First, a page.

This decision reveals one of Roosevelt’s most central character traits – his consistent pragmatism.
According to Brands, Roosevelt repeatedly gave ground or compromised on short-term specific issues but did so as a means of keeping control over the broader, more fundamental questions. As World War II grew closer, Brands shows that Roosevelt compromised repeatedly with the isolationists (much to the dismay of Winston Churchill) even as he slowly and steadily prepared the nation for the conflict. Sometimes, this pragmatism makes him seem small. For example, while he abhorred lynching, he repeatedly refused to endorse federal legislation to ban it for fear of angering conservative Democratic senators from the South.
He was deliberate – he rarely made decisions that he had not carefully thought through. And he had a strong preference for making decisions by consensus, even if it dramatically complicated the task at hand. Brands writes, “[C]onsensus suited Roosevelt perfectly. He had always preferred to persuade, cajole, and manipulate people rather than to browbeat or intimidate them. His approach had worked with the diverse domestic fashions that came together behind the New Deal: Roosevelt assumed it would work with the oddly matched international coalition that was fighting the axis.... But it drove his advisers to distraction.”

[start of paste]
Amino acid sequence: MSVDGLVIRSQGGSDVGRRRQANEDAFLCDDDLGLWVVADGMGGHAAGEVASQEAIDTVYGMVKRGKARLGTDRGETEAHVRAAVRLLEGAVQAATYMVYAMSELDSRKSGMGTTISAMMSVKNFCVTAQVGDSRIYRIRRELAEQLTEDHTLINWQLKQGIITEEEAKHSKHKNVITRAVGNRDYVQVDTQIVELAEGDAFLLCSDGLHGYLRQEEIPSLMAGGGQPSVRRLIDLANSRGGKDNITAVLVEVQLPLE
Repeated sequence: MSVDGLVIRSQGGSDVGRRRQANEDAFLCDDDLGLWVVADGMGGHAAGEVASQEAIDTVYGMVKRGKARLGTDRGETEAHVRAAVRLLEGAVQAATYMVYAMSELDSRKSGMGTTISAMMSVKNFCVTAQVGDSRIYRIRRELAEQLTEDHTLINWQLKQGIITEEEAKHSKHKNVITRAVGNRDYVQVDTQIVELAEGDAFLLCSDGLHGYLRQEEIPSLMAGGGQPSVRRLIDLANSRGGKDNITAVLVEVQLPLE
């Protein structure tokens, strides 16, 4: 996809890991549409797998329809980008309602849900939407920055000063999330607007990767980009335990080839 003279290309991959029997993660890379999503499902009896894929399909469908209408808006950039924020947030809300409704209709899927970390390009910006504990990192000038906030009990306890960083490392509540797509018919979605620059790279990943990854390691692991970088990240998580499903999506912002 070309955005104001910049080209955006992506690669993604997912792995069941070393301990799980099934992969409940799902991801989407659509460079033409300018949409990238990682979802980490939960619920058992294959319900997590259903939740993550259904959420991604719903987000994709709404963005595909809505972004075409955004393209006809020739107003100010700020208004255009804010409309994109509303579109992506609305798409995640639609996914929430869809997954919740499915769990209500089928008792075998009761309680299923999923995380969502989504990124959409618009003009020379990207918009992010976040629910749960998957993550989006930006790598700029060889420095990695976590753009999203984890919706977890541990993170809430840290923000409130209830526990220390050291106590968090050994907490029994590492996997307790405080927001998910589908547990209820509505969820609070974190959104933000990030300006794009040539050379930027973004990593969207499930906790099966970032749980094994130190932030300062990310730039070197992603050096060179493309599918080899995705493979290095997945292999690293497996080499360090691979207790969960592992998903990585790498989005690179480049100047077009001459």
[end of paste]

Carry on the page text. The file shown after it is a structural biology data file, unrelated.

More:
More than other biographers, Brands convincingly shows that Roosevelt was a careful student of executive leadership. He studied Theodore Roosevelt’s presidency and watched Woodrow Wilson closely when he served as his assistant secretary of the Navy. Most notably, he watched Wilson navigate the complex diplomatic and political waters before the US entered World War I and he saw how Wilson’s unwillingness to compromise after the war sank US participation in the League of Nations.